Repin's Storm on the Volga (1870) Vasiliev's Volga Barges (1870) Vasiliev's Volga Lagoons (1870)

On his return to St. Petersburg the young painter was introduced to Grand Duke Vladimir Alexandorovich, Vice President of the Imperial Academy of Arts. (The President was his aunt, Maria Nikolayevna). He examined some of his Volga sketches and selected the one showing a burlak: "Waste no time in finishing this piece for me!" Repin blushed and told the Grand Duke that he was going to concentrate on The Storm on the Volga. "Very well", was his reply, "work on that one for me too".

Repin was struck by the fact that the Grand Duke preferred a small preliminary sketch for the Burlaki to the grand and quite finished canvas that was The Storm. The painting interested the liberal part of the society and was attacked by the conservatives. "You are a celebrity, we have heard about you so much, you have painted some fishermen. There was quite a buzz!" some Russians quipped when they met him in Paris.

From Galina Pribulskaya's Repin in PetersburgEdit

Christ and the Adulteress, a 1875 version

The first pencil drawing of the burlaki (18,3×32,7 sm) was produced in 1870; it is stored in the Tretyakov Gallery (item № 11488). A preliminary draft of the painting was shown at the Academy in March 1871 and won a prize. After completing the painting in 1873, Repin submitted it to the academic exhibition of paintings intended for the World's Fair in Vienna and went abroad with his wife and 7-month-old daughter, travelling through Austria and France.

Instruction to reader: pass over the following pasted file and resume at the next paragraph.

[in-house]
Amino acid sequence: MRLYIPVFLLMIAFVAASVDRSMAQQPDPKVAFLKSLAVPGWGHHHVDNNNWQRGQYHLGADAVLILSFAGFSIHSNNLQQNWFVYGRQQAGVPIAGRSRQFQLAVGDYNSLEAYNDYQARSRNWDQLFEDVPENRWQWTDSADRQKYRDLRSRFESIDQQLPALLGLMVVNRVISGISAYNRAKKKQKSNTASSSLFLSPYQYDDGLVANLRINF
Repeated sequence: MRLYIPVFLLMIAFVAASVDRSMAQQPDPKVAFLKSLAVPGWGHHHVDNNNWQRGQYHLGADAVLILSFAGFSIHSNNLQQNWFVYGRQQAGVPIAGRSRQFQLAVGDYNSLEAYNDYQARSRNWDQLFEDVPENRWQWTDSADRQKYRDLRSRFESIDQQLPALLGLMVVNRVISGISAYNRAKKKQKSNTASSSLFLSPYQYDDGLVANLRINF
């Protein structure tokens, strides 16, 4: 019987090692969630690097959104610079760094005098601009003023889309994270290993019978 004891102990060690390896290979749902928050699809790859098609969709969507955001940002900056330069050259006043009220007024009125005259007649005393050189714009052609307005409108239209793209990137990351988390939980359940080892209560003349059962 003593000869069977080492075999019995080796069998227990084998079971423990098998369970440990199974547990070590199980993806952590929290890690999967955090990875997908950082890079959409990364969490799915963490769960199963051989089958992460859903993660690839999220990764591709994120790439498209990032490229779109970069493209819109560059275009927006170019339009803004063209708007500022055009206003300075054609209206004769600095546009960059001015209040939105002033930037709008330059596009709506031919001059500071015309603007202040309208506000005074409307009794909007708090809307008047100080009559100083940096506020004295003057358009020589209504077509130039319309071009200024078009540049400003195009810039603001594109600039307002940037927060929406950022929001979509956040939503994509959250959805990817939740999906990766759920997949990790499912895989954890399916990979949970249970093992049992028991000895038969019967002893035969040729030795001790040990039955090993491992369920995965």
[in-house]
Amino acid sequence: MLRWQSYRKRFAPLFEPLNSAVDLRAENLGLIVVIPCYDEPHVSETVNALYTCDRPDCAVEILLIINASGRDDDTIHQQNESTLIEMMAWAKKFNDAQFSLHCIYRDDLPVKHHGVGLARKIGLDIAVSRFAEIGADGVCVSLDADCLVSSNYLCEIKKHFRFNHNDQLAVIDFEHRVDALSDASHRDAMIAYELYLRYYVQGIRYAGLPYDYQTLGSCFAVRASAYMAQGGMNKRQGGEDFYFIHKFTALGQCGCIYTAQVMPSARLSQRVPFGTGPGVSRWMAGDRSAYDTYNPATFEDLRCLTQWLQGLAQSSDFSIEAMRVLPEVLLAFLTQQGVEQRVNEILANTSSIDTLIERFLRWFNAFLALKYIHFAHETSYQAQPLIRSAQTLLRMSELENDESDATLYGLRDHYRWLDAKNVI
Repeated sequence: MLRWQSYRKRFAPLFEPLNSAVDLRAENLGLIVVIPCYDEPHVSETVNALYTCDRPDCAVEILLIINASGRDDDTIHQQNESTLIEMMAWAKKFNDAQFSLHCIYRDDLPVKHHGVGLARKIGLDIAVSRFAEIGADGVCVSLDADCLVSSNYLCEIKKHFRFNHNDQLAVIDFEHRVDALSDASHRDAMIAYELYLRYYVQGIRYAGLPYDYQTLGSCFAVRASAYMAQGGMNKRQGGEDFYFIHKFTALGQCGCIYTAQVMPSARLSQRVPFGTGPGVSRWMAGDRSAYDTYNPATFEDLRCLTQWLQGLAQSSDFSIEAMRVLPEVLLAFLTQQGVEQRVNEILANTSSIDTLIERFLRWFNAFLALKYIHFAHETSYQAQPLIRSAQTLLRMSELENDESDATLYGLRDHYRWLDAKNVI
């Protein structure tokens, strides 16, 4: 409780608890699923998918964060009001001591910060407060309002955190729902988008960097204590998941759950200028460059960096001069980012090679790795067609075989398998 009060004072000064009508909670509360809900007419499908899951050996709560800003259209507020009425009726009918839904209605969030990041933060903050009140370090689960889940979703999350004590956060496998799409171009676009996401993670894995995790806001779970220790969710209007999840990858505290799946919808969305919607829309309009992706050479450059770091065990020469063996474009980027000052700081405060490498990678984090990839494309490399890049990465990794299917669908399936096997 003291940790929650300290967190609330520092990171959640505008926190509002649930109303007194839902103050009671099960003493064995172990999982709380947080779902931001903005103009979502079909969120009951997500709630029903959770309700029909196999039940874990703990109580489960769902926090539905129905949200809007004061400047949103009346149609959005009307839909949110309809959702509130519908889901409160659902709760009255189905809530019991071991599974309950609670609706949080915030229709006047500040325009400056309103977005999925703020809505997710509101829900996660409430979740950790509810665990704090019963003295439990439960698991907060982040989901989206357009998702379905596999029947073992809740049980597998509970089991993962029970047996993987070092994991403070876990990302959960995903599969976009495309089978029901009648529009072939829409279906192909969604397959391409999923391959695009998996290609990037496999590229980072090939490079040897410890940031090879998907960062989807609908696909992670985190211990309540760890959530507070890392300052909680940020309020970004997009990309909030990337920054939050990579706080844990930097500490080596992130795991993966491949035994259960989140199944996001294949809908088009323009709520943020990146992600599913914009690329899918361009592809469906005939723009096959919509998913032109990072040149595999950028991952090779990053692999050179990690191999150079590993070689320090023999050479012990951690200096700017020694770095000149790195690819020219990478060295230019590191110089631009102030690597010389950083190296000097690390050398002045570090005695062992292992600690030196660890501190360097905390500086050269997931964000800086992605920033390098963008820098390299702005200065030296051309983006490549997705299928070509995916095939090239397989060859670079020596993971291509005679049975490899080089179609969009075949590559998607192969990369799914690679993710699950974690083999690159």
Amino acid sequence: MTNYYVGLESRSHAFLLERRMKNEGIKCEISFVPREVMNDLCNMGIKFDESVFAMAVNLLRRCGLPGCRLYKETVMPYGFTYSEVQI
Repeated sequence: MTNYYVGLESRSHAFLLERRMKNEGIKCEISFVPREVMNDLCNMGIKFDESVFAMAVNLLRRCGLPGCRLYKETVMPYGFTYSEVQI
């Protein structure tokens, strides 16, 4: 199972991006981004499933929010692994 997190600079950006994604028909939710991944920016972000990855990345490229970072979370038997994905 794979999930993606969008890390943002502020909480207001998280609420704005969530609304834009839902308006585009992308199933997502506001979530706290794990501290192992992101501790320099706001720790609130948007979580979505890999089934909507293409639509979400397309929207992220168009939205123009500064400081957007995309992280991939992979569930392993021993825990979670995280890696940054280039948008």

"My painting is the raciest piece at the exhibition. Everyone congratulates me, the room is always crowded" (from Repin's letter to Pavel Tretyakov).

At the same time the Academy exhibited Christ and the Adulteress, a painting sent from Rome by Henryk Siemiradzki. It was the epitome of academic style, totally devoid of contemporary relevance.

The public and critics were split into two warring factions, some championing Siemiradzki and others Repin. Avseyenko found "something morbid" in Repin's work: "The artistic part of the exhibition ends here... Now you see various civic motives and sapless ideas borrowed from newspapers..."

The Birzhevye Vedomosti (a business daily) praised "the richness of strong characters" assembled by Repin on his canvas but its general effect was described as "the feeling of heavy sorrow". Fyodor Bruni, an academic painter, labelled it "the greatest profanation of art".

Stasov said that "Repin arrives with a painting which hardly anything in Russian art can equal. Repin is realistic like Gogol, and, like Gogol, he is deeply national".

For Vladimir Korolenko, the painting was imbued with a spirit of the Volga freedom which also produced such figures as Stepan Razin and Yemelyan Pugachev. He made a copy from an engraving and had it placed on the wall of his St. Petersburg apartment.

Alexander Benois, who came from an artistic family, first saw the painting at the age of 8 and was deeply impressed. "It was at that moment that I understood the power of painting to impress with something other than sweet faces, gorgeous dresses, attractive landscapes... You could enjoy the work as an organic unity, as something having an authentic inner life of its own".